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Bush's Phoenix visit incites protest

ACLU chapter director is among 7 arrested in demonstration

 by Matthew Garcia
 published on Monday, September 30, 2002

A protestor is arrested Friday at Phoenix Civic Plaza. About 1500 people showed up to rally for and against the presidential visit./issues/campusnews/285035
A protestor is arrested Friday at Phoenix Civic Plaza. About 1500 people showed up to rally for and against the presidential visit.
 

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Almost 1,500 anti-war demonstrators converged in downtown Phoenix on Friday outside a fundraiser attended by President Bush.

Bush was a speaker at the $700-a-plate dinner that raised $700,000 for Republican gubernatorial candidate Matt Salmon's campaign.

Approximately 1,500 Salmon supporters attended the dinner, which was hosted at the Civic Center Plaza.

The crowd of mostly peaceful anti-war demonstrators, ranging from teenagers to senior citizens, marched from Patriot Square Park in downtown Phoenix to Civil Center Plaza.

The rally organizer, Kyrsten Sinema, said the demonstration was a success.

"There was so many more people than we expected," Sinema said.







Click here for a slideshow of the protest.



The group of protesters ranged from mainstream Democrats to anti-globalization demonstrators who carried signs that read "No Blood for Oil."

According to 77-year-old protester Ann Timmer and several of her companions from the Sun City retirement community, they don't agree with going to war with Iraq.

"So many things need to be dealt with here in America before we can deal with Iraq," Timmer said. "We have issues here with poverty, unemployment and civil rights."

Inside the Civic Center, President Bush devoted a large portion of his speech to talk about strengthening homeland security and called Saddam Hussein "a true American threat." Meanwhile, outside the protesters chanted, "One, two, three, four, we don't want your father's war."

Ben Kearl, interdisciplinary studies senior and member of the Young Democratic Socialists, said Bush shouldn't go to war with Iraq because too few Americans support the idea.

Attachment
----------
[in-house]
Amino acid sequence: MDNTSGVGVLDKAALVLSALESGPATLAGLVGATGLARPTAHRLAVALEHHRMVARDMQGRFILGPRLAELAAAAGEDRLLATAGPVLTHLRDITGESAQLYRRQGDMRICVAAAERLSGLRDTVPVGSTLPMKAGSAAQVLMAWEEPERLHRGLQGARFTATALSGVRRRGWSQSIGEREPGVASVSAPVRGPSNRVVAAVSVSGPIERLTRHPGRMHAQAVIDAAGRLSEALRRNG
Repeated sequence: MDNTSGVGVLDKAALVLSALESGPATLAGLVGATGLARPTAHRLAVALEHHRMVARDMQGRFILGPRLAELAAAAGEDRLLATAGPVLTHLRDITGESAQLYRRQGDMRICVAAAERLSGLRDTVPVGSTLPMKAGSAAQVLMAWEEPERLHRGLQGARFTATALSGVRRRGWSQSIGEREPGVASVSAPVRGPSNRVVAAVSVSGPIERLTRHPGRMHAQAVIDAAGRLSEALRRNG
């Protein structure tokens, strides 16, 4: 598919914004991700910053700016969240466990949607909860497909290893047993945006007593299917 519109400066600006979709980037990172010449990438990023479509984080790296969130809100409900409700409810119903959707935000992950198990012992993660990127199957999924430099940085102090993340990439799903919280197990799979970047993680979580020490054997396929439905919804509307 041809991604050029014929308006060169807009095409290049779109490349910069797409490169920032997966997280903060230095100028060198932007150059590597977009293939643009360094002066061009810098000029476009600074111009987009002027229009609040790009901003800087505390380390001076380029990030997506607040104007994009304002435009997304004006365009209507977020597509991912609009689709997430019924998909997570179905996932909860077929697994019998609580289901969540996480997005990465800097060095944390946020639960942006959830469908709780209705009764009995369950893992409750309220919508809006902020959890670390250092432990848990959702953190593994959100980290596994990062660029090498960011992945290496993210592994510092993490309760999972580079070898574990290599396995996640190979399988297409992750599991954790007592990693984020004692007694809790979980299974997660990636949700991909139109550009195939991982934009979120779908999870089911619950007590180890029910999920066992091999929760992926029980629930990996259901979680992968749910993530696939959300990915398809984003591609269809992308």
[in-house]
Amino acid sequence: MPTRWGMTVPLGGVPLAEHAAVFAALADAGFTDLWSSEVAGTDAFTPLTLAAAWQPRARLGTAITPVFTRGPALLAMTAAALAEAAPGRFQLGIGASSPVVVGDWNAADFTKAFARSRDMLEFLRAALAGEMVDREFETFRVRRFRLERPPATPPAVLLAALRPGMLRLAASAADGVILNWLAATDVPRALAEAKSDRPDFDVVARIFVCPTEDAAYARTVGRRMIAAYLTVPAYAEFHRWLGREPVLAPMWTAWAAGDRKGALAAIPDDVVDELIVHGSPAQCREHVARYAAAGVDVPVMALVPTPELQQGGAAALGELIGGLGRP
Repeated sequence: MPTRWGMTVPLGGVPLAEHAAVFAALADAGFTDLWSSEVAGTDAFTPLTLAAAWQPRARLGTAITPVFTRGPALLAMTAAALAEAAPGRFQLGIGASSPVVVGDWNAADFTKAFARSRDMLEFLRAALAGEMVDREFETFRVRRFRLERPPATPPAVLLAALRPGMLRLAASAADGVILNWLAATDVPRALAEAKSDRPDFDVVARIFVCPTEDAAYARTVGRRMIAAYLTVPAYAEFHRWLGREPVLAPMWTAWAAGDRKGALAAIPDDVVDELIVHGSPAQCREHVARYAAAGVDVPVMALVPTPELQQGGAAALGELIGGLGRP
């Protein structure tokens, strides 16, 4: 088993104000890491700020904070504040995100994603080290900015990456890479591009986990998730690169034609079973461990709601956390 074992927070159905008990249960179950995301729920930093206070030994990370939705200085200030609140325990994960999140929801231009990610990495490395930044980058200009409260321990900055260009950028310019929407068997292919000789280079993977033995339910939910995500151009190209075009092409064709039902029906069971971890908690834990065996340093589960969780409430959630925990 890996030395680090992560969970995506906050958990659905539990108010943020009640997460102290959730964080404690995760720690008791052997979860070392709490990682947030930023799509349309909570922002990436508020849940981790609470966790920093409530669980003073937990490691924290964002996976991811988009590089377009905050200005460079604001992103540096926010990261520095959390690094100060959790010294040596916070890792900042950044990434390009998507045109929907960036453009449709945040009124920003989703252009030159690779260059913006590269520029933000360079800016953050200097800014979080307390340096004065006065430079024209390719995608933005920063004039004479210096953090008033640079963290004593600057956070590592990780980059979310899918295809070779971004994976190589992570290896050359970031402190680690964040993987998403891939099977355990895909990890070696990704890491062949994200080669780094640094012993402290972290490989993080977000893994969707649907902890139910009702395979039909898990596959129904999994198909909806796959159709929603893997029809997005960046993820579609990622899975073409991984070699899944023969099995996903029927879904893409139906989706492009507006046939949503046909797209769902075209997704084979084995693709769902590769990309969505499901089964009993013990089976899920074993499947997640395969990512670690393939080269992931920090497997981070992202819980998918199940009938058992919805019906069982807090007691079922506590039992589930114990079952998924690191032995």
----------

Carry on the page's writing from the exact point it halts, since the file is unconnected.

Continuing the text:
"Our generation doesn't want to go through a war based on special interests," Kearl said.

As Bush supporter Dominic Escamilla forced his way through the crowd of protesters to make his way to the dinner, he said the protest was "insulting."

"These [protesters] don't understand what it is to be an American," Escamilla said.

For Vernon McGarvey, who was visiting from Texas for a religious convention that was also held at the Civic Center, the protest was a big surprise.

"We had no idea this would be going on," McGarvey said. "A lot of people have died so these people could express themselves like this."

Not only anti–war protesters turned out for the rally. Several people attended the event to express their loyalty to President Bush.

"I'm here to support my president, so he knows some people still love him," said Christina Corieri, a member of the ASU College Republicans.

At the peak of the rally, demonstrators were flooding into the streets, temporarily stopping traffic at Third Street and Washington Avenue.

Thereafter, riot police marched into the crowd to intervene.

Phoenix Police reported seven demonstrators were arrested in clashes with riot police, including the American Civil Liberties Union Arizona chapter executive director, Eleanor Eisenburg.

According to Sinema, the arrests were disappointing.

"It was frustrating to see innocent people get arrested," Sinema said. She added that the ACLU has provided attorneys for all the demonstrators who were arrested.

According to Sinema, the protest illustrated the division the nation is currently facing.

"This shows that things are changing," Sinema said.

Charlie Collins, an organic farmer from Phoenix, agreed, saying it was surprising to see such a large protest in a conservative city like Phoenix.

"If this kind of stuff is happening here, it's going to get ugly in other parts of the country," Collins said.

Sinema said a protest is also scheduled for Vice President Cheney's visit on Oct. 15.

"We're not sure where Cheney is scheduled to speak," Sinema said. "But wherever Cheney goes, we'll be there."

Reach reporter at matthew.garcia3@asu.edu.



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